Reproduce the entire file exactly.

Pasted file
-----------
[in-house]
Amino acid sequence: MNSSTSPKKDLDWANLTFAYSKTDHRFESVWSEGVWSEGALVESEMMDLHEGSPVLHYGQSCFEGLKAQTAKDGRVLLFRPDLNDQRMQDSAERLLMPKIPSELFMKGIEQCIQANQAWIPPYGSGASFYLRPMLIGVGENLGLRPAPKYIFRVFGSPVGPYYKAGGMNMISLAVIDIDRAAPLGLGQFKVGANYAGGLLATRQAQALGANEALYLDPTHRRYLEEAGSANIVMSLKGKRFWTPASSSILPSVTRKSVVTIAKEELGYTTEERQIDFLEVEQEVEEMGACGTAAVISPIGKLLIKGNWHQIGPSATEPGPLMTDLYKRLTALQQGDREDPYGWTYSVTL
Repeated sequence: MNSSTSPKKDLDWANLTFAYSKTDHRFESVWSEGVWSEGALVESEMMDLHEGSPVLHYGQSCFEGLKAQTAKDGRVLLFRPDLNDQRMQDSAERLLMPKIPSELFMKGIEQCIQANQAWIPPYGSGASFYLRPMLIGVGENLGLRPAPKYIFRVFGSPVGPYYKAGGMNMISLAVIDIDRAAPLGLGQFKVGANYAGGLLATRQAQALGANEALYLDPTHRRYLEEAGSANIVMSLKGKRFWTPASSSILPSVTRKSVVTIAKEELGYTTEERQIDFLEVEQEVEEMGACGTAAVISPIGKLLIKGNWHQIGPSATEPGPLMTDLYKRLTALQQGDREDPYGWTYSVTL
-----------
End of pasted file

[in-house]
Amino acid sequence: MNSSTSPKKDLDWANLTFAYSKTDHRFESVWSEGVWSEGALVESEMMDLHEGSPVLHYGQSCFEGLKAQTAKDGRVLLFRPDLNDQRMQDSAERLLMPKIPSELFMKGIEQCIQANQAWIPPYGSGASFYLRPMLIGVGENLGLRPAPKYIFRVFGSPVGPYYKAGGMNMISLAVIDIDRAAPLGLGQFKVGANYAGGLLATRQAQALGANEALYLDPTHRRYLEEAGSANIVMSLKGKRFWTPASSSILPSVTRKSVVTIAKEELGYTTEERQIDFLEVEQEVEEMGACGTAAVISPIGKLLIKGNWHQIGPSATEPGPLMTDLYKRLTALQQGDREDPYGWTYSVTL
Repeated sequence: MNSSTSPKKDLDWANLTFAYSKTDHRFESVWSEGVWSEGALVESEMMDLHEGSPVLHYGQSCFEGLKAQTAKDGRVLLFRPDLNDQRMQDSAERLLMPKIPSELFMKGIEQCIQANQAWIPPYGSGASFYLRPMLIGVGENLGLRPAPKYIFRVFGSPVGPYYKAGGMNMISLAVIDIDRAAPLGLGQFKVGANYAGGLLATRQAQALGANEALYLDPTHRRYLEEAGSANIVMSLKGKRFWTPASSSILPSVTRKSVVTIAKEELGYTTEERQIDFLEVEQEVEEMGACGTAAVISPIGKLLIKGNWHQIGPSATEPGPLMTDLYKRLTALQQGDREDPYGWTYSVTL